Shasta Lake Fish Report for 5-23-2018
Spring Tactics for Fishing Shasta Lake Trout and Salmon
Shasta Lake - Shasta Lake, CA (Shasta County)
by Jeff Goodwin
The 2018 spring fishing season is in full swing on Shasta Lake near Redding, Ca. and we're just weeks away from seeing some of the very best trout and King salmon fishing Shasta Lake has to offer all year. When I moved from the north coast to Redding in 2012, I had no idea that Shasta Lake would become one of my favorite places to fish. Nearly six years later, Shasta Lake has not only become one of my favorite places to fish, but it's also proving to be the biggest venue for my fishing guide business.
People from all over the country are sending me messages or are calling to ask questions about fishing trips this summer on Shasta Lake. The houseboat trips have been huge, but I'm finding most of my trips are all about spending time with family. It has been, and will continue to be, viewed as a privilege to share these days on the water with all of the fine people that come out to fish with me. I've been humbled by the notoriety and the amount of work Shasta Lake has provided and am so grateful to all who have chosen to spend a day or more of their lives fishing with me, and to pay me a good living in the process.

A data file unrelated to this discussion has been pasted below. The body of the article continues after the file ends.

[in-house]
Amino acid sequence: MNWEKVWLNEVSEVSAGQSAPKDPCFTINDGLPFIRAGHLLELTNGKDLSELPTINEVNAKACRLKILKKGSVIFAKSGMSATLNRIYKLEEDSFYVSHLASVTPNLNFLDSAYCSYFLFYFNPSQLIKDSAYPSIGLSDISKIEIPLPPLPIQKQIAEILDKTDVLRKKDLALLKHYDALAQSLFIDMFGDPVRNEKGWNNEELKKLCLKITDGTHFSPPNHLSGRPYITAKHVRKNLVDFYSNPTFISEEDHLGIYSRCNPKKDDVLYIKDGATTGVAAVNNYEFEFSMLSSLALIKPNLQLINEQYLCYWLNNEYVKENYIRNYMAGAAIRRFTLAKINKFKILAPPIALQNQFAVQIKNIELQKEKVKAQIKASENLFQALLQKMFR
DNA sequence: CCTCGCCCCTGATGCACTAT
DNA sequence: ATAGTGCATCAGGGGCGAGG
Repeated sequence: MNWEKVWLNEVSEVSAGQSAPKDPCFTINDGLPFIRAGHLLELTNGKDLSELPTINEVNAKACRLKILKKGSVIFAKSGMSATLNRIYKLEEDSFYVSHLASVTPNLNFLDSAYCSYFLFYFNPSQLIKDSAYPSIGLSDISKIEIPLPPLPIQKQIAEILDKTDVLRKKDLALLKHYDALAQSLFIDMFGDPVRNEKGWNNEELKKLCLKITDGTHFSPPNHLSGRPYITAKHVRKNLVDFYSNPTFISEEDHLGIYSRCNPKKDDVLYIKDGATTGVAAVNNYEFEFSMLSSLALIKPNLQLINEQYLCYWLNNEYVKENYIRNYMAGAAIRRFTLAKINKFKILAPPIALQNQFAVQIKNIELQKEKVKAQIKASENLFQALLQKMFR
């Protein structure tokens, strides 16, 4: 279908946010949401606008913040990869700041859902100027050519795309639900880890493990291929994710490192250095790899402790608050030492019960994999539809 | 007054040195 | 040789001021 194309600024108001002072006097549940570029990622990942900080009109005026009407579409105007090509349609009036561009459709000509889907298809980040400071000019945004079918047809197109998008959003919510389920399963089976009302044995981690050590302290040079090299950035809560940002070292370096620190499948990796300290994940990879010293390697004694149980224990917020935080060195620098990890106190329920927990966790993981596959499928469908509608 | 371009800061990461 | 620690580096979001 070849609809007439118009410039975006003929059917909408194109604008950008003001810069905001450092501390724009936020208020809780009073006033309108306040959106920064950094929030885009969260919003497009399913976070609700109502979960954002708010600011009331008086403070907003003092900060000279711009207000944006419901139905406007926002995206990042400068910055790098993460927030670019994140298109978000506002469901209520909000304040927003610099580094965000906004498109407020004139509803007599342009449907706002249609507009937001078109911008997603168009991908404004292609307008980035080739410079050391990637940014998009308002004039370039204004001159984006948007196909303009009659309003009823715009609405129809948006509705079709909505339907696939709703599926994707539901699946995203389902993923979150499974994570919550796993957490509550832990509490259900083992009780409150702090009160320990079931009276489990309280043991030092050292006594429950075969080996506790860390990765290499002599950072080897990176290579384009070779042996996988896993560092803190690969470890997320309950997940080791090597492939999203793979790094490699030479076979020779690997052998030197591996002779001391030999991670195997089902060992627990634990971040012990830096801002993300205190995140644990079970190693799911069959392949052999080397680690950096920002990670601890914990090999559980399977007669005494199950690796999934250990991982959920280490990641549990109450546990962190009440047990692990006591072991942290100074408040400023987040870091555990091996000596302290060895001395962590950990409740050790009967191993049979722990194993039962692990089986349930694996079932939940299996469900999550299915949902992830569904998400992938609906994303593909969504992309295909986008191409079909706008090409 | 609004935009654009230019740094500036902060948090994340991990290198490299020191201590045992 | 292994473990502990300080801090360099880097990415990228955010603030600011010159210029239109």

Where Do I Start?
During the spring months, Shasta Lake undergo's a big change in that water temperatures that remained in the low 50's for most of the winter begin to warm. The warm water triggers and springs to life the food chain in the lake which is so important for so many reasons. Both the German brown and rainbow trout spend most of the late fall through early spring in the upper tributaries spawning. After the spawn, these exhausted and very nutrient deprived fish make their way back to the lake to replenish and restore their physical health. They do so by foraging and finding food sources which are high in protein content. Fortunately, this spring period is also when the shad, planktons, and other food sources increase in numbers through reproduction and lake water conditions they also thrive in.